Yesterday was a normal Saturday. I went into the office of my side job, wrote a blog, graded some papers, and in general did things that I needed to. After I had accomplished all my major tasks I allowed myself a little time to enjoy cruising the internet. OK, I can’t even say that, it makes me sound more cultured. I was browsing Facebook.
Anyways, as I was reading through the latest updates, friends at the pool (trying to beat the record breaking California heat), friends out drinking, fellow teachers slaving away at grading I came across a link to an interview. It was an interview with one of my graduate school professors Irena Praitis. It is a WONDERFUL interview (click Irena Praitis to be linked to it) written by a former student, fellow writer, and friend to Irena. In the interview Irena is asked questions about her writing and how it has changed since she had her son. While Irena says wonderful things about motherhood and writing, there is one thing that stood out so clearly to me. In response to one of the questions about juggling life she says, “Before I was pregnant, I realized I had no idea how I was going to be a mother and also do my work. When I was pregnant, my family worried about me, wondering how I was going to get everything done. I still worry, sometimes, but overall I’ve learned that worrying about situations simply takes energy and strength away from doing what needs to be done. If you think in terms of limits, you will be bound by them. I love everything I do. I love reading with Ishaan and playing with him. I love teaching. I love writing. Because I love what I do, I’m always able to be where I need to be with it. And let me also say that even though I’m working and raising a child on my own, I am not alone. I get wonderful support from friends and family. I am also incredibly fortunate to work in an environment that allows me flexibility at work”
Now I know that she in some way is talking about her support system and how she works in a place that affords flexibility but what really struck me was how she had no answer to HOWshe would accomplish everything as it was happening. She doesn’t have a concrete I do this and then move on to that task. No, she simply thinks of her responsibilities as tasks that must be achieved in turn. Irena makes life organic. Life is not a structure or formula that we fit moments into.
There are so many moments in my own life where I feel like I am facing a wall of adversity. How am I going to be a good daughter, a good girlfriend, a good sister, a good teacher, a good scheduler, a good blogger to all the people I have commitments to? Recently this concern has driven me to have crushing panic attacks.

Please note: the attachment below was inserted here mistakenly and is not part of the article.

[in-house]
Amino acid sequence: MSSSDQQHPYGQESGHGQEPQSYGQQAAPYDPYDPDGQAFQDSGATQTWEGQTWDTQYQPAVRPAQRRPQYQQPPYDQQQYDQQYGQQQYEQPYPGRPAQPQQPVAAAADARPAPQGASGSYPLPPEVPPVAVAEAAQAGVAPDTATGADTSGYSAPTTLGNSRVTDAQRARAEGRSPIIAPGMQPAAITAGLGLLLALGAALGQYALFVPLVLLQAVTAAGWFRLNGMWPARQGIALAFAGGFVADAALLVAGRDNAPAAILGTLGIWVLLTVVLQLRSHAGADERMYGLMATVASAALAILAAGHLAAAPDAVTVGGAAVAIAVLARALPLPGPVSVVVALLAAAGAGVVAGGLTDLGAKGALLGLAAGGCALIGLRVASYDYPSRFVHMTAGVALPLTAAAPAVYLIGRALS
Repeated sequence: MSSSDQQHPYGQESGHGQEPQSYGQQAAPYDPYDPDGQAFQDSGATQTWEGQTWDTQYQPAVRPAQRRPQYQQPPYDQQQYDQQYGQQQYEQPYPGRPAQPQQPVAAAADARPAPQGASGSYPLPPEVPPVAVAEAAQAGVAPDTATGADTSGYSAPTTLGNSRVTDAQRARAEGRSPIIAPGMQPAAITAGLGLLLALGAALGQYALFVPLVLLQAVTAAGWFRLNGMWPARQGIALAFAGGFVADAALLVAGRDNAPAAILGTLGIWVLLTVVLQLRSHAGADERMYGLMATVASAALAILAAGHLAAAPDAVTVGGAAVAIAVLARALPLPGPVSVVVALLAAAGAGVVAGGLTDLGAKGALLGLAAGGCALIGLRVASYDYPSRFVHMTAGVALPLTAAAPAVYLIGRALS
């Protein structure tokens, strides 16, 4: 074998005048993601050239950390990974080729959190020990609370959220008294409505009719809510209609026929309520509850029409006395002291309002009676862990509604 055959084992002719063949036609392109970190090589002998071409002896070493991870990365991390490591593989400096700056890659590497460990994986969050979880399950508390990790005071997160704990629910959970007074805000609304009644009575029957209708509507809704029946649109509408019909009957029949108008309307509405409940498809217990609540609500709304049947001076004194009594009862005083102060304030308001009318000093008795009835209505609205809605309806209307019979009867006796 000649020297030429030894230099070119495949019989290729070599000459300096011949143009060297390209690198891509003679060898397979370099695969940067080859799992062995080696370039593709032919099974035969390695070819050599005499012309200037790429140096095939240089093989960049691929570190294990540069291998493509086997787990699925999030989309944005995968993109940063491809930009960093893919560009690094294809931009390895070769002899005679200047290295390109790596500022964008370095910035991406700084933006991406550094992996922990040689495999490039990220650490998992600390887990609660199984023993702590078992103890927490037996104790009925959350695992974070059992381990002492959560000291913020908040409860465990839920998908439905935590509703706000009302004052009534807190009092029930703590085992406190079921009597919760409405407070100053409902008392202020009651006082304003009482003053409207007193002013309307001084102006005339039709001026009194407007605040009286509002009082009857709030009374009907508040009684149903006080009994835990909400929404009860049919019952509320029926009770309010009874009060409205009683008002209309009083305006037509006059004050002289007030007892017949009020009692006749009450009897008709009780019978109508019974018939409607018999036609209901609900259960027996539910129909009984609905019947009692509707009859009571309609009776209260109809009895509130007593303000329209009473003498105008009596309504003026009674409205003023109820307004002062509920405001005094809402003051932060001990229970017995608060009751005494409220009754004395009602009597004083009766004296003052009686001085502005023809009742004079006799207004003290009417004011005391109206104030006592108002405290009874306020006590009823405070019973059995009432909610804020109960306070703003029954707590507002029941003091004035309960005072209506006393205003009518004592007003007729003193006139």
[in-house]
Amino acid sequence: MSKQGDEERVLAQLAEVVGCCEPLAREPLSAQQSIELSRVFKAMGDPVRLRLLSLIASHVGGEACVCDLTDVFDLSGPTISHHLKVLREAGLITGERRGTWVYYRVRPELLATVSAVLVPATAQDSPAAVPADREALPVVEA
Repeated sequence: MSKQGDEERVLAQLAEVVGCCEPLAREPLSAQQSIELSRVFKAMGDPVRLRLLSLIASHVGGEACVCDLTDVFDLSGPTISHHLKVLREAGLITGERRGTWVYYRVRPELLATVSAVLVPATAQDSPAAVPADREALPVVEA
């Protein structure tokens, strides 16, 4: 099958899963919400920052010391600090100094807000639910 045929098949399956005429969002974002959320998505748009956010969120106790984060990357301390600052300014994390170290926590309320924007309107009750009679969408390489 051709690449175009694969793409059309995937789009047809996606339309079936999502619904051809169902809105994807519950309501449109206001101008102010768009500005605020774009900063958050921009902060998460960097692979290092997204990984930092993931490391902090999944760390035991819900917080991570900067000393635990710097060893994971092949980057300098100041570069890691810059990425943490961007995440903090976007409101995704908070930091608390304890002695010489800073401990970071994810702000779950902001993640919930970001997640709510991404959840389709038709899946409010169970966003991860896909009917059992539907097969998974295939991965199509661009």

In the weeks leading up to the start of the fall semester I would wake up in the middle of the night having trouble breathing. I felt like there was a weight on my chest crushing me and there was nothing that I could do to breathe. At other moments I thought I was having a heart attack because my chest was clenched in pain, I couldn’t breathe, I couldn’t feel my fingers, I thought I was going to die. It is by far the worst feel I have ever experienced in my life.
I made a decision to take a break from one job to focus on another, and tomorrow I go back. I go back to working 3 jobs and balancing my commitments to my parents, fiance, and friends. I was starting to freak again. But after I read what Irena said I thought about this:
How many times do I tell myself I can’t?
How many times do I not achieve what I want because before I even start I say that there is no way to make my goal happen?
I don’t think I was always like this. I used to think that anything I set myself to I would accomplish, but within the last three to four years I haven’t. I haven’t told myself yes, yes you can. Instead I always say no, no I can’t.
This power of no has effected all aspects of my life. I tell myself no, I can’t workout, I am too tired. I tell myself, no, I can’t grade all 37 papers in one sitting, I won’t give them enough attention. I tell myself, no, I can’t wake up earlier to beat traffic, you can’t beat traffic in California so why try? I pile no on top of no.
Sometimes my family tells me it is not that I tell myself no but I dream too big and when those dreams don’t happen exactly as I want I take it as no. Is it possible to dream too big? Is it maybe because I am a perfectionist and I want every moment to be perfect?
I am just not sure.
But after reading that interview all I can think is this:
In each moment of each day we only have one chance. I can’t take back yesterday, I can’t control tomorrow. I can’t even control the next few minutes, because in all reality there is nothing in this life that is set in stone (if there was we would be able to accurately predict our death). So with that I can only do the things that I have control over.
I can control how I approach each day.
I can control how much I accomplish.
And only I can really change everything I say is a no, becomes a yes.
So with that I am committing the following. Saying yes, I can do it (within moderation, because between working 3 jobs there are some things you just have to say something NO to). And adding a little more running and yoga to my life, because really, life is better when you let it all out some way.
**P for Pocket Owl Press**